Dr. Arnold G. Fruchtenbaum
“The new phase [of apostasy] claims to affirm the fundamentals of the faith…”
The following is excerpted from The Footsteps of the Messiah – A Study of the Sequence of Prophetic Events by Dr. Arnold G. Fruchtenbaum. (Used by Permission.) In Chapter 3 of his book, “The Eschatology of the Visible Church: the Things Which Are – the Seven Churches,” Dr. Fruchtenbaum examines characteristics found in the seven churches of Revelation. As we consider apostasy in our times, let’s now take a look at its new phase:
In more recent times, a whole new phase has entered the apostasy. The old phase was characterized by destructive denials. The new phase claims to affirm the fundamentals of the faith, but they have made a paradigm shift in that the Bible is no longer the final authority in determining divine truth, but experience is equally valid. In actual practice, the experience takes priority over the Scriptures. If the Bible contradicts the practice, then the practice is justified as being “a new move of the Spirit” and, therefore, what the text of Scripture actually says can be contradicted by a new experience. This is a far more “spiritual” way of denying the truth of God and, therefore, far more deceptive. The old apostasy was marked by verbal “destructive denials.” The new apostasy is marked by practical “destructive denials.” This, in turn, has led to many strange and divers doctrines, causing many to be truly tossed to and fro by every wind of doctrine and resulting in total spiritual instability, as Paul warned would happen in Ephesians 4:8–16. They may affirm the authority and inspiration of Scripture, but it is only their experience that determines the meaning of the text in particular and truth in general. The new apostasy has produced the same fruit as the old apostasy. They mock those who will not join the “new wave” (or is it being caught in the undertow?) and they have caused schisms dividing both churches and families.
The proper way of determining truth is to go to the Word of God first and not rely on the experiences of other people. Furthermore, the Bible must be the final and only authority on all matters of both faith (what we believe) and practice (actions and experiences, etc.). Unfortunately, what has happened in recent years is that a new experience or phenomenon breaks out in some part of the church, and then people simply try to find verses to justify the activity rather than be willing to admit that the experience—no matter how wonderful or supernatural it felt—was simply not of God. Most of the proponents defend the practice, not on the basis of Scripture, but on the basis of their own experience. The most common evidence is that it makes them feel happy and joyful, though this does not take into account that any kind of emotional release of this nature will make one feel better. Even unbelievers can have this same experience. Furthermore, Satan would not be a very good deceiver if he made one feel badly, would he? Satan can give people joyful and happy experiences, and doing so would be in his best interest if that—rather than the Word of God—becomes the final authority for determining spiritual truth.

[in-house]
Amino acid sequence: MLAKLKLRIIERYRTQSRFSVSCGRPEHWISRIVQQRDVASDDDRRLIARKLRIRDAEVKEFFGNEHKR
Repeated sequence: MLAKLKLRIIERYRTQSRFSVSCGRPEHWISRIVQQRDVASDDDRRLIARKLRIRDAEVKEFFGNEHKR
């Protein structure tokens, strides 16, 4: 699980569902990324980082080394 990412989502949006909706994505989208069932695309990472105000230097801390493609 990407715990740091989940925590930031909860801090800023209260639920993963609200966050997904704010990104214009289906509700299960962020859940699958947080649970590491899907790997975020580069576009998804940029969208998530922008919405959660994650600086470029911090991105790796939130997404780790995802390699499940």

Isaiah 8:16, 19–20 states:
Bind you up the testimony, seal the law among my disciples.… And when they shall say unto you, Seek unto them that have familiar spirits and unto the wizards, that chirp and that mutter: should not a people seek unto their God? on behalf of the living should they seek unto the dead? To the law and to the testimony! If they speak not according to this word, surely there is no morning for them.
One of the motifs of the Book of Isaiah is the contrast between the Remnant (Jews who believe) and the non-Remnant (Jews who do not believe). In verse 16, one crucial difference between the two groups is the place that the Scriptures have in their lives. The law is the Law of Moses, and the testimony is the words of the Prophets. What distinguishes the Remnant is that they believe that which Moses and the Prophets declared: that is the foundation of their faith, and this is also their authority. The non-Remnant rejects the Scriptures as the final authority and seeks to make God more “real in their experience” by going toward idolatry and looking at gods and goddesses that they could see, feel, and touch, creating a more visual picture while they worship. In verse 19, Isaiah issues a warning that they are not to go after counterfeit spirits and teachers that chirp and that mutter. In other words, Isaiah is warning people not to pursue supernatural things that cause them to make the strange sounds of chirping and muttering, for while these experiences might come from the supernatural, not all that comes out of the supernatural is of God, as verse 19 clearly shows. Indeed, those who go after those that chirp and that mutter could well come out with great testimonies of experiencing the supernatural and feeling joyful and great. But Isaiah would not accept any of that as valid testimony. The only valid testimony is what he declares in verse 20: To the law and to the testimony! In other words, “Back to the Law and the Prophets,” back to the Scriptures, as the only final authority. And the closing phrase should not be missed: if they speak not according to this word, surely there is no morning for them. Isaiah makes it quite clear: Regardless of the supernatural experiences the others may have, it does not align with the written Word of God that was already present in Isaiah’s day, and so there is simply no morning light for them.
Later, Isaiah declared in 29:9–14: